Metsä Group’s Kuura textile fibre gained important recognition in sustainability matters

Kuura textile fibre, which is made from Metsä Group’s softwood pulp, received a ‘Green Shirt’ rating based on the evaluation arranged by not-for-profit environmental organisation Canopy. Their annual Hot Button Ranking is a well-established tool used in the global textile and fashion industries to assess the sustainability of wood-based textile fibres.


Metsä Group’s Kuura textile fibre has achieved high scores based on the Hot Button Ranking evaluation arranged by the Canadian not-for-profit environmental organisation Canopy (see “MI Demo”, which is the subsidiary that owns and operates the Kuura demo plant in Äänekoski, Finland). The Kuura textile fibre, made out of softwood pulp from the Äänekoski bioproduct mill, was awarded for the third consecutive year with a ‘Green Shirt’ rating, the requirements of which are a risk-free, transparent supply chain and traceable raw materials. Leading brand owners, in terms of environmental sustainability, exclusively source fibre from ‘Green Shirt’ producers.


The textile fibre market is expected to grow from approximately US$42 billion in 2022 up to US$66 billion by 2030. Metsä Group’s Kuura concept is based on a vision to offer the global textile and non-woven industries a new textile fibre with a significantly reduced environmental footprint. The ongoing R&D-focused phase for developing the Kuura concept is a joint effort of ITOCHU Textile Company, a part of Japanese trading giant ITOCHU Corporation, and Metsä Group’s innovation company Metsä Spring. With the collaboration, Kuura has already been utilised in creating fashionable and sustainable outfits like jackets and shirts, as well as in cutting-edge artwork that promotes the future of sustainable fibres.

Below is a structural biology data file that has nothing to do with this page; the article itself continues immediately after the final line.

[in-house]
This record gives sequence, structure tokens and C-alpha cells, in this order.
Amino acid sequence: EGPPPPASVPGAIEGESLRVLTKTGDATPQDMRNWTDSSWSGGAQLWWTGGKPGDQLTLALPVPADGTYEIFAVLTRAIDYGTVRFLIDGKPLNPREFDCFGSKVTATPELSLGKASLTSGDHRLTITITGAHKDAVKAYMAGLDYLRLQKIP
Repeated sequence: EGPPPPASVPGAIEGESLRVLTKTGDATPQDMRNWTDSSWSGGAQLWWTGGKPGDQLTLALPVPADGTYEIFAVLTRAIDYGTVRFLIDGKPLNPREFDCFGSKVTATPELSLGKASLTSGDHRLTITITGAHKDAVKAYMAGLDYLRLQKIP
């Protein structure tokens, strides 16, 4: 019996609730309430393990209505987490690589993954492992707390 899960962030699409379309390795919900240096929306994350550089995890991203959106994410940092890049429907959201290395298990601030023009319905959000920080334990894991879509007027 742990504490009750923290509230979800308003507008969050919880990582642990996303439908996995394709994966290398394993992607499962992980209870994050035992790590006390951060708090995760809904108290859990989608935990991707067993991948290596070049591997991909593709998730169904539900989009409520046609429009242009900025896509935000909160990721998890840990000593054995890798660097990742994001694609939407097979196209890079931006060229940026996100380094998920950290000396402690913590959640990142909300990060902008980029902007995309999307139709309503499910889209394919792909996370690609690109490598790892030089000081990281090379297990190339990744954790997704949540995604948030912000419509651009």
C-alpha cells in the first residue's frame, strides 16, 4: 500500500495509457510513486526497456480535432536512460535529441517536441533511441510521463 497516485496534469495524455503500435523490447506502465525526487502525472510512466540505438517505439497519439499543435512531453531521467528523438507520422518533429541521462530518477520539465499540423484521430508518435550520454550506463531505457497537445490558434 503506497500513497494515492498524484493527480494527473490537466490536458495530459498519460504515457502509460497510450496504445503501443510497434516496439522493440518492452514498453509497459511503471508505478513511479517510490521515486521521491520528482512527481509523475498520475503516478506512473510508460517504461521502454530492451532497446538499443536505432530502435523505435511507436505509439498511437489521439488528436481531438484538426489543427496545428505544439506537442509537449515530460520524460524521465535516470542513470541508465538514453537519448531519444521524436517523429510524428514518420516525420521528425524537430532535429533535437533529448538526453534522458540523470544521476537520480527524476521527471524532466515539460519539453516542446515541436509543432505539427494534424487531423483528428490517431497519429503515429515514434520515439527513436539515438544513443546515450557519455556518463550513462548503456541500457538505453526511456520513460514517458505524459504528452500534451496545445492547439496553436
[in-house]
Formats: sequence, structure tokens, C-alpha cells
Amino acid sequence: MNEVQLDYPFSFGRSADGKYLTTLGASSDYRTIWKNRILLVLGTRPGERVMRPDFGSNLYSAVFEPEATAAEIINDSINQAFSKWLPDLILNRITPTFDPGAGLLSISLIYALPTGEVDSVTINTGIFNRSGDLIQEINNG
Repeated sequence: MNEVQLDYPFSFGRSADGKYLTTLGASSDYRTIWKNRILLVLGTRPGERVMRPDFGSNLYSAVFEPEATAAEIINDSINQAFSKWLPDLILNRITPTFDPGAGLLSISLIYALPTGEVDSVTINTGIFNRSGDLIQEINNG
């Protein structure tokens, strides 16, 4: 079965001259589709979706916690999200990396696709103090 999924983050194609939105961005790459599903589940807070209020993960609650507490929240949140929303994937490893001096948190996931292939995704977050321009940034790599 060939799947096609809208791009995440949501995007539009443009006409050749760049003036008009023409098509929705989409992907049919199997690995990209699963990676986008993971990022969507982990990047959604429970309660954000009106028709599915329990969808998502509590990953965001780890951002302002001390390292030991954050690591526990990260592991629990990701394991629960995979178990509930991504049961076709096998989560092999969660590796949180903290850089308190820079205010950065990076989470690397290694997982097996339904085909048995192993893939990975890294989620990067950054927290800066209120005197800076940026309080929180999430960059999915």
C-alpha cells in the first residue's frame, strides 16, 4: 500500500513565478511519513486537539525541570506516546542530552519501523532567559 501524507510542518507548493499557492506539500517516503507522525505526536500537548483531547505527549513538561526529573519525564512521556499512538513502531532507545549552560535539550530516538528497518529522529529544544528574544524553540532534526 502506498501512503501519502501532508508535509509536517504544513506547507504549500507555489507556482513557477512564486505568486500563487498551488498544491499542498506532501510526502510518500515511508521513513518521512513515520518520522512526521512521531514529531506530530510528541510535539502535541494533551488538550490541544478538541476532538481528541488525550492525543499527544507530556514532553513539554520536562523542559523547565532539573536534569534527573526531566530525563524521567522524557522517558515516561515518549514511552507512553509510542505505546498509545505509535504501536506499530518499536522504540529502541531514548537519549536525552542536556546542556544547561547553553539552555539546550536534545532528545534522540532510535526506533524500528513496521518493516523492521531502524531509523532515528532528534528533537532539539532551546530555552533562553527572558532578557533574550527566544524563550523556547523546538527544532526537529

“The Hot Button Ranking criteria have been made stricter every year. The fact that our operations were evaluated as worthy of the Green Shirt level for a third consecutive time shows that we have also moved forward in sustainability matters. Kuura is still in the research and development phase, which involves testing and developing the production process at the demo plant and assessing the market interest towards the new fibre. However, we are already attracting interest from some of the world’s largest and leading sustainable fashion houses, which reinforces the notion that we are on the right track with Kuura,” says CEO of Metsä Spring Niklas von Weymarn.


The Kuura textile fibre has also been evaluated by neutral expert organisations using the ISO standardised Life Cycle Assessment (LCA). The LCA is a method to measure and assess the environmental (and societal) impacts of any product. In the conducted assessments, it was determined that the large-scale production of Kuura would emit clearly lower greenhouse gas levels compared to currently commercially available bio-based textile fibres and polyester fibres. Hence, in the so-called Global Warming Potential category, Kuura ranked as best in class, mainly thanks to its production being integrated into the unit producing pulp. This, in turn, makes the total energy requirement to make Kuura fibres very favourable. Moreover, all energy utilised in producing the Kuura fibre would be renewable.


Additionally, the Kuura textile fibre is also perfectly suited to the EU’s plans to bring forward regulation related to the circular economy of textiles, as the fibre is essentially unmodified cellulose fibres produced by nature. This means that Kuura is 100% recyclable and naturally biodegradable. Compared to cotton fibres, the production of wood-based textile fibres, especially when made using wood from Nordic forests, does not compete with food production, and does not require irrigation water, fertilisers or pesticides.


“What also makes Kuura special is the backward traceability, which, in turn, takes us back to the over 90,000 Finnish forest owners that are owner-members of the parent company behind Metsä Group. All the wood used for Kuura (in practice pine and spruce) would be procured within a 100-km radius from the entity comprising the bioproduct mill and the Kuura mill,” von Weymarn says.


While proceeding with the Kuura test production in the EUR 40 million demo plant located in Äänekoski, Metsä Spring is simultaneously developing the technical concept of a possible first commercial textile fibre mill. In Metsä Group's concept, the Kuura mill would be integrated into a modern bioproduct mill in order to maximise the industrial efficiency of textile fibre production.